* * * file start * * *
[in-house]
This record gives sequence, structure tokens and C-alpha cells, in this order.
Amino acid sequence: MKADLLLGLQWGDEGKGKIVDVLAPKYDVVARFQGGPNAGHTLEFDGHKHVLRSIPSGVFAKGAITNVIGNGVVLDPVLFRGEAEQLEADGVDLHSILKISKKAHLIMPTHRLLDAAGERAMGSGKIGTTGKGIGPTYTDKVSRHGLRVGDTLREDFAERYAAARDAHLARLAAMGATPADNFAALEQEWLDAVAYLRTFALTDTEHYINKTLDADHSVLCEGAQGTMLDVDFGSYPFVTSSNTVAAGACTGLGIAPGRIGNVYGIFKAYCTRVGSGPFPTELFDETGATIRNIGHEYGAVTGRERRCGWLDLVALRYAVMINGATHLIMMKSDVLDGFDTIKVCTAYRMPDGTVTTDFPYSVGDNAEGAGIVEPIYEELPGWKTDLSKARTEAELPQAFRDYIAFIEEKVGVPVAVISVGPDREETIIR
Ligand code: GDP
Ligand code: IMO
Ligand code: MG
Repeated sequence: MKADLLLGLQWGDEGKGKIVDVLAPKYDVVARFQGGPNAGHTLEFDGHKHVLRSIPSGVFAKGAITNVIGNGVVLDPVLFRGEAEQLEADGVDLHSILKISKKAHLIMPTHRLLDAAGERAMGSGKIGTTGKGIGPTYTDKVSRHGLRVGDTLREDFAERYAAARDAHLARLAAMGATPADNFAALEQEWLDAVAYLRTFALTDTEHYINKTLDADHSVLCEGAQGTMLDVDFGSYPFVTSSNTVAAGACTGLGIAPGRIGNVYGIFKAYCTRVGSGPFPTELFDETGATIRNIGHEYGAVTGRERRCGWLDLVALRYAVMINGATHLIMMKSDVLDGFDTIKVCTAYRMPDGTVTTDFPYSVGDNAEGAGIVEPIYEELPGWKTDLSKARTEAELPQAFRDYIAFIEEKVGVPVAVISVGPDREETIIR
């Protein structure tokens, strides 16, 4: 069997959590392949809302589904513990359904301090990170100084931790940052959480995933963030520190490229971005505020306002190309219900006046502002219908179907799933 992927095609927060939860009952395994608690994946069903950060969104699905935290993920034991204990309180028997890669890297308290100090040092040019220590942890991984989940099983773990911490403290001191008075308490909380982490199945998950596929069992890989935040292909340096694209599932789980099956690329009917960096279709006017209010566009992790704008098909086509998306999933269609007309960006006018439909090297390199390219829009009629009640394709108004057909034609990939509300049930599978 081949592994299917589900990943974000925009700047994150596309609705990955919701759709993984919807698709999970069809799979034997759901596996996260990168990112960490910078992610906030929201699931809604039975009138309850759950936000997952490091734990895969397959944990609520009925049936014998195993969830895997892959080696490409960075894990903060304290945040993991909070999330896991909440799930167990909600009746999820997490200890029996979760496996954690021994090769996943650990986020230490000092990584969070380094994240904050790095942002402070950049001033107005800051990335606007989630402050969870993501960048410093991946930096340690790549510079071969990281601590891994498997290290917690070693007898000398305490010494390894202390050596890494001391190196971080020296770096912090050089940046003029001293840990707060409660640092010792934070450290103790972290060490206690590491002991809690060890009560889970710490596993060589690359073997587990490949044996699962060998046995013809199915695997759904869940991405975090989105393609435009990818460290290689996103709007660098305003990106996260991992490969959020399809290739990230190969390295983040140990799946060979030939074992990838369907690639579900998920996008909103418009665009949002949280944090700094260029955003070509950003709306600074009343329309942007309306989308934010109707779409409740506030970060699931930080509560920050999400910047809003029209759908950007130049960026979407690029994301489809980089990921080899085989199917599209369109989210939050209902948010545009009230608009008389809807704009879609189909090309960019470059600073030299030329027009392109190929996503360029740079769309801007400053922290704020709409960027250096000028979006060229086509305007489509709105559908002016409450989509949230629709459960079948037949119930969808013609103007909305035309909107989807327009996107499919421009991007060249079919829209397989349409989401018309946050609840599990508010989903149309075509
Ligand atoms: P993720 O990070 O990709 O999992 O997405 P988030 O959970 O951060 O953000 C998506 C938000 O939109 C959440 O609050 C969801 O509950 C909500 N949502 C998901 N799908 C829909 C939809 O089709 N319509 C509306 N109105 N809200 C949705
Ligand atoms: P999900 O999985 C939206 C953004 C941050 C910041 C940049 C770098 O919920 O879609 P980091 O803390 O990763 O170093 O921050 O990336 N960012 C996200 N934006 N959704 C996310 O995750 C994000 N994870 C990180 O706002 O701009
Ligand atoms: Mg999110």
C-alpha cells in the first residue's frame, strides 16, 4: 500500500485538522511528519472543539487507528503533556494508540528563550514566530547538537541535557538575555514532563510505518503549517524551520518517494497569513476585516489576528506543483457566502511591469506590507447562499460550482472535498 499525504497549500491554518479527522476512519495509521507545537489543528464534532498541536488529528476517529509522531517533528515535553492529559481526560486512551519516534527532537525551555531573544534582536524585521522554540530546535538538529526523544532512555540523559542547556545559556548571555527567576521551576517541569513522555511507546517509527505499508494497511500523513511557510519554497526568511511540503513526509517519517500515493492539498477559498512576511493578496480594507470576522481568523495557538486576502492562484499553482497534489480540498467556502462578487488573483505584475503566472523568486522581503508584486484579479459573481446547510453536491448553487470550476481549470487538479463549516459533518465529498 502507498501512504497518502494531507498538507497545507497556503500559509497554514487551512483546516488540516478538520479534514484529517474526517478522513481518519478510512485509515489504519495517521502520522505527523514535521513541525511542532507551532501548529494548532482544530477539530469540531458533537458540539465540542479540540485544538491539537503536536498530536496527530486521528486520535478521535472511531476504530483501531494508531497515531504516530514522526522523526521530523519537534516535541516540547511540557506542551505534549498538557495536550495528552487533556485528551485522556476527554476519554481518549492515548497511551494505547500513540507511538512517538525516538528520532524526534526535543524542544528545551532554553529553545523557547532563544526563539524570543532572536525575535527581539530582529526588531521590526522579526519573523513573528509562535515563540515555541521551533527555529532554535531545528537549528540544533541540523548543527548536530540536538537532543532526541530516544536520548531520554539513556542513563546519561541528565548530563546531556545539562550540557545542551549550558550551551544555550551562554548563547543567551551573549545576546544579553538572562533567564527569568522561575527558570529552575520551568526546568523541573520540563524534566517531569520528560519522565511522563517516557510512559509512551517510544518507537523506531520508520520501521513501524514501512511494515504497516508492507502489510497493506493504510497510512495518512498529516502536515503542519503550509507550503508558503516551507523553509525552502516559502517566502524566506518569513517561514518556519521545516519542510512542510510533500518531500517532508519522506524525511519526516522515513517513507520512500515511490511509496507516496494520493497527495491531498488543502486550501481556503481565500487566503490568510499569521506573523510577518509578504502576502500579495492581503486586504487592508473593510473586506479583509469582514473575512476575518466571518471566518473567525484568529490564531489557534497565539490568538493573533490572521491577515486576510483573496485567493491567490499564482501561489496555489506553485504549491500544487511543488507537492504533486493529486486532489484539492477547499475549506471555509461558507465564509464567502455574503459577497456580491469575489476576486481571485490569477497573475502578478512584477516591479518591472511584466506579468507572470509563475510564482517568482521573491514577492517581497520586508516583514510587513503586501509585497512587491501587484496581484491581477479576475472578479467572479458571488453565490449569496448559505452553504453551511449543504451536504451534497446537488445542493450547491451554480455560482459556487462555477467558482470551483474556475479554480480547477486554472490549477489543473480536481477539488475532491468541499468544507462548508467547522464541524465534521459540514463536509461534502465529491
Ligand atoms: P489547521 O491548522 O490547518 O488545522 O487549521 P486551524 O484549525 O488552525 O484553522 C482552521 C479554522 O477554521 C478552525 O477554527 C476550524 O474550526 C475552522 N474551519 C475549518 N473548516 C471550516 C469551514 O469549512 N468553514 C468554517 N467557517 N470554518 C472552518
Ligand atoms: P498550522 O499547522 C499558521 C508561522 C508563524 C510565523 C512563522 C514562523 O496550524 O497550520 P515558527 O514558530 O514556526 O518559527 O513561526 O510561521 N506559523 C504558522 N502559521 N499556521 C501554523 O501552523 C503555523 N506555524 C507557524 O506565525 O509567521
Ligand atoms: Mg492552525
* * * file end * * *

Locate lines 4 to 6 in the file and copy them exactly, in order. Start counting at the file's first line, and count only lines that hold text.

Ligand code: GDP
Ligand code: IMO
Ligand code: MG